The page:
Mary Cheh
There's a nine-person contest to succeed Ward 3 Councilmember Mary Cheh. Credit: Darrow Montgomery

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Tricia Duncan just picked up perhaps the biggest prize possible in the crowded Ward 3 race: The backing of outgoing Councilmember Mary Cheh.

The 16-year incumbent announced Monday that she planned to vote for Duncan, former president of the Palisades Community Association with a long history of advocacy around local schools. Ever the stickler for details, Cheh stopped short of an endorsement, however, describing this as a way to answer all the people who have been asking her who she plans to vote for in the Democratic primary contest.

“Tricia is smart, energetic, knows the issues, and actually listens to residents’ concerns,” Cheh writes in a statement. “She’s been involved in her local community and active in school matters. Other candidates may have more experience with the Council, as such, or profess a certain expertise, (Tricia certainly has more local government experience than I did when first elected), but only Tricia has the personal qualities that will make her an excellent councilmember.”

The move represents some of Cheh’s first public comments on the race since her surprise decision to forgo a re-election bid, and it could help Duncan stand out from the pack in the crowded, nine-candidate field as voters start making up their minds ahead of the June 21 primary.

Cheh’s endorsement was the most consequential domino yet to fall in the closely watched contest after the Washington Post editorial board picked D.C. government veteran Eric Goulet for its backing a few weeks ago. And it amounts to a bit of a disappointment for Matt Frumin, who was chairing Cheh’s re-election campaign before she decided not to run again.

Frumin remains a strong contender in the ward, given his deep ties among local activists, his support among wide swaths of D.C.’s progressive community, and his prolific fundraising. Duncan has raised plenty of money on her own, but the city’s public financing program has generally helped most of the other candidates in the field catch up to her early success.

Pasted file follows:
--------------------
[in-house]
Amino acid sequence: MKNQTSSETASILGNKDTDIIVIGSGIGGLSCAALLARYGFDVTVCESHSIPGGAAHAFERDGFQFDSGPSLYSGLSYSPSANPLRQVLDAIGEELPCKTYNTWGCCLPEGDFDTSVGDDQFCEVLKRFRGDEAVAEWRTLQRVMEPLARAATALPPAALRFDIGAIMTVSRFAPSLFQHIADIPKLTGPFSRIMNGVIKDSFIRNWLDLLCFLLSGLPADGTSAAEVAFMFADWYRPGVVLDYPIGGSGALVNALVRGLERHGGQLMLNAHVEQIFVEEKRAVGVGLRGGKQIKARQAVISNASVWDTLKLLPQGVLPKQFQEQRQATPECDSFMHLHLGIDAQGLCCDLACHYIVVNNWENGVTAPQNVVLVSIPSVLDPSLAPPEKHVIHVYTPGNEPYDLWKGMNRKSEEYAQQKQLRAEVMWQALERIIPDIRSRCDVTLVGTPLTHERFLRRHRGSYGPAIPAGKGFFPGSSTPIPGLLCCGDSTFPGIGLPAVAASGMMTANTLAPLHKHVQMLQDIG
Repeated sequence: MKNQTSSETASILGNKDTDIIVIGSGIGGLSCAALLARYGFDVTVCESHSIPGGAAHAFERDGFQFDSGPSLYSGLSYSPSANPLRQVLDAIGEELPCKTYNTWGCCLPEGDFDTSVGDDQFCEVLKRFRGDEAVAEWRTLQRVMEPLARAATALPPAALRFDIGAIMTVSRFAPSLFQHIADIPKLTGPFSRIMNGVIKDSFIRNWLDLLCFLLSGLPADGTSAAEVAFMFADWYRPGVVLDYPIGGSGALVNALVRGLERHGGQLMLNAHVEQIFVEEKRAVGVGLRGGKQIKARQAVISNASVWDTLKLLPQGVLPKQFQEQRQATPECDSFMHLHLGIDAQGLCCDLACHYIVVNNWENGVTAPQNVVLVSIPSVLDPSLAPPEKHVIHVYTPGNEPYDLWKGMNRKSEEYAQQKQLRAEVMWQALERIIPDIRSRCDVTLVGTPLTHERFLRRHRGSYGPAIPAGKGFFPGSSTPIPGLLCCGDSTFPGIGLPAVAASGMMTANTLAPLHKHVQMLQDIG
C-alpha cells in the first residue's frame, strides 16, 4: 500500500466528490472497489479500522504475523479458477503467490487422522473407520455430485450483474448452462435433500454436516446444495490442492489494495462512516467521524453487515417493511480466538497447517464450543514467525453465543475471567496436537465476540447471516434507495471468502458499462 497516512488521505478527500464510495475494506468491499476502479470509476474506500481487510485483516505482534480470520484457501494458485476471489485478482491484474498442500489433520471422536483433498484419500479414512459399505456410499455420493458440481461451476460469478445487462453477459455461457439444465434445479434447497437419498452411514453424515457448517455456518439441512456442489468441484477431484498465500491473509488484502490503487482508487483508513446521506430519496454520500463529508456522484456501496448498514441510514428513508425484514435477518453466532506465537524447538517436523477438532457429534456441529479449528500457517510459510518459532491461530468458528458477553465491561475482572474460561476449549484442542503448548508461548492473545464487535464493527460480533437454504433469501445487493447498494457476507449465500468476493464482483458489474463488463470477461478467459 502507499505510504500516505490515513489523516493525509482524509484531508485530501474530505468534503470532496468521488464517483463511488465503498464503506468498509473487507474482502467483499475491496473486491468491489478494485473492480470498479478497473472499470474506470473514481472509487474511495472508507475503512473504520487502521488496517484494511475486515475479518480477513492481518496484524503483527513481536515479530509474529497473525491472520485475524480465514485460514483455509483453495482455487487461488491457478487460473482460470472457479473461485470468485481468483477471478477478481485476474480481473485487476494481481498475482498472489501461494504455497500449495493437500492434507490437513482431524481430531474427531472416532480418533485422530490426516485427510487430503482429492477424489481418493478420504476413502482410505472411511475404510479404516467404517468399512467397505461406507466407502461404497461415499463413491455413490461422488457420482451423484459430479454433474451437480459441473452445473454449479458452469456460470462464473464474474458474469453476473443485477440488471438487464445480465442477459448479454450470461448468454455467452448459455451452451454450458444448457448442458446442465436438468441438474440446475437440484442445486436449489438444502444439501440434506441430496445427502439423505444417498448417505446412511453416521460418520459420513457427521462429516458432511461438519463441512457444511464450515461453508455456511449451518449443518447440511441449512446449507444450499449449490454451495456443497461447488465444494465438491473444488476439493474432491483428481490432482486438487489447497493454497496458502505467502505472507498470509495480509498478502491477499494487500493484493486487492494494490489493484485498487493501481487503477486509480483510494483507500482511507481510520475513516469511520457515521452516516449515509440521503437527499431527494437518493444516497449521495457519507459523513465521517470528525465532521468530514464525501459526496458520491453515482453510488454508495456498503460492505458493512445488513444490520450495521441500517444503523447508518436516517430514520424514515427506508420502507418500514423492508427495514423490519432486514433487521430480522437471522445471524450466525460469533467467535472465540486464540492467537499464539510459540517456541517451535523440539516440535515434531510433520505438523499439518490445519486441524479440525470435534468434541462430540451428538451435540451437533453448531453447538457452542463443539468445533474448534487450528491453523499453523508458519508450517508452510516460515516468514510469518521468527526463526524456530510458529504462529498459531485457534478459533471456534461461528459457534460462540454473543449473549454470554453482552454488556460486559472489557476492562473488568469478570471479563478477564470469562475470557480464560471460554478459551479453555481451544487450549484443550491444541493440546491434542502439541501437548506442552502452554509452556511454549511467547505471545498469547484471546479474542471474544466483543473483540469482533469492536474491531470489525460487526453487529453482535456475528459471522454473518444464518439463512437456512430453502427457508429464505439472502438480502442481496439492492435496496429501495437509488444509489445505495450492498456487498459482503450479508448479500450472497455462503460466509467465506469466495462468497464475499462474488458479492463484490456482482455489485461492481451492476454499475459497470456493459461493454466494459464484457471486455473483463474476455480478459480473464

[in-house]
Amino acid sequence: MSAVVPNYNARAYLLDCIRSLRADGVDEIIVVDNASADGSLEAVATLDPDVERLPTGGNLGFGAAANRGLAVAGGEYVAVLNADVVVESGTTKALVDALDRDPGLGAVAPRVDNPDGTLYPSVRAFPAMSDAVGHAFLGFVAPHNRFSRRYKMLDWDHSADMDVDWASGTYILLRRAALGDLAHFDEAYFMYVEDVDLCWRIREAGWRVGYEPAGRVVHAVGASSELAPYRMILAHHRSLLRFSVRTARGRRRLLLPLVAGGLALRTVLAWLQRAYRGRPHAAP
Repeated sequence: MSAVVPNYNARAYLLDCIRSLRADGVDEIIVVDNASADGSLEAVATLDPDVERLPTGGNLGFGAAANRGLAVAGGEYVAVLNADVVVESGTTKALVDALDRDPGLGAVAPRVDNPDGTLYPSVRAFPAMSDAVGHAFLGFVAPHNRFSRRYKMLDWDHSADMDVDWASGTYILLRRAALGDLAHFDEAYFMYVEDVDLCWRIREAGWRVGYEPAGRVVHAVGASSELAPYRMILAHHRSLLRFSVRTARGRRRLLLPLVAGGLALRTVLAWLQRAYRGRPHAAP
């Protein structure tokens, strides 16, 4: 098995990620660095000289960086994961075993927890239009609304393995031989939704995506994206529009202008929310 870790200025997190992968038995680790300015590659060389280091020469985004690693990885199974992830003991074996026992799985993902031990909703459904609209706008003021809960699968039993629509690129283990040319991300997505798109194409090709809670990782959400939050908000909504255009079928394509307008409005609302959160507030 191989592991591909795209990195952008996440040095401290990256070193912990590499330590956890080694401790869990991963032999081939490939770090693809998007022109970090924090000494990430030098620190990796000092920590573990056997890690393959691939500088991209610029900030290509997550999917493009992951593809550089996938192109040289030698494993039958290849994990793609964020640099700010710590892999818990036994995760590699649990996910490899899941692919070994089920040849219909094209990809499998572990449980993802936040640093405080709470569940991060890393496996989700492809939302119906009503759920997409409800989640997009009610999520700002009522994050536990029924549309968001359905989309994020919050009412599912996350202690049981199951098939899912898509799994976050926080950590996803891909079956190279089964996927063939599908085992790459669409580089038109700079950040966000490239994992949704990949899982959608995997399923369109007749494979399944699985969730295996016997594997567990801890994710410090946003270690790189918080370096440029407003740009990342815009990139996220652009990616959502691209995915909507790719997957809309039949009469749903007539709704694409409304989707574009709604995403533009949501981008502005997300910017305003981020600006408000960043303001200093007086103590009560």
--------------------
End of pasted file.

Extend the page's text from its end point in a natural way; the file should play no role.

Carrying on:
Cheh’s backing could be a key factor in helping Duncan stand out, ensuring at the very least that she’ll be in the top group of contenders in the remaining few weeks before the primary. After all, it was the endorsement of then-Councilmember Kathy Patterson that helped Cheh win in a similarly crowded field back in 2006.

“I’m honored to have the support of Councilmember Cheh, a committed public servant who has fought hard on behalf of children and families,” Duncan said in a statement. “If elected, I will strive to continue Cheh’s legacy of sensible, pragmatic leadership.”

Of course, Cheh also benefited from the Post’s endorsement back then, and most D.C. politicos agree that the editorial board still has sway in the ward even as its influence has declined elsewhere. That means Goulet looks likely to be part of the top group moving forward, too, even after the eight other candidates in the race denounced his comments at a recent D.C. Chamber of Commerce forum.

Phil Thomas, chair of the Ward 3 Democrats and an alum of Mayor Muriel Bowser’s administration, has picked up his fundraising efforts of late, too, and his history in the ward (and ties to Bowser) should keep him among the main contenders as well.

Monte Monash, former chair of the DC Public Library board of trustees, boasts many of those same connections, and she’ll have the money to keep up too (though recent revelations about her past as a Republican probably aren’t helping her among Democratic primary voters). ANCs Ben Bergmann and Beau Finley have both succeeded to varying degrees at scooping up portions of the urbanist and progressive left, based on their fundraising and some key endorsements, but it’s unclear they’ll be able to pull enough away from Frumin to make a difference.

Former advisory neighborhood commissioner Deirdre Brown is a bit of an unknown, as she’s largely been self-funding her campaign, and could well be pumping more money into it—since she’s not using public financing, she doesn’t need to report her exact fundraising for a few more weeks. And of course there’s high school student Henry Cohen, who remains mainly a novelty but has impressed with his passion and grasp of policy issues in public forums.

All of this is to say that even Cheh’s endorsement is unlikely to help Duncan pull away in what many still expect to be a very close race.

Cheh won in a nine-candidate field with 44 percent of the vote in 2006, and the next closest candidate was Paul Strauss with 14 percent (Goulet managed about 3 percent, that year). It’d be quite the surprise if any candidate managed that sort of margin this time around.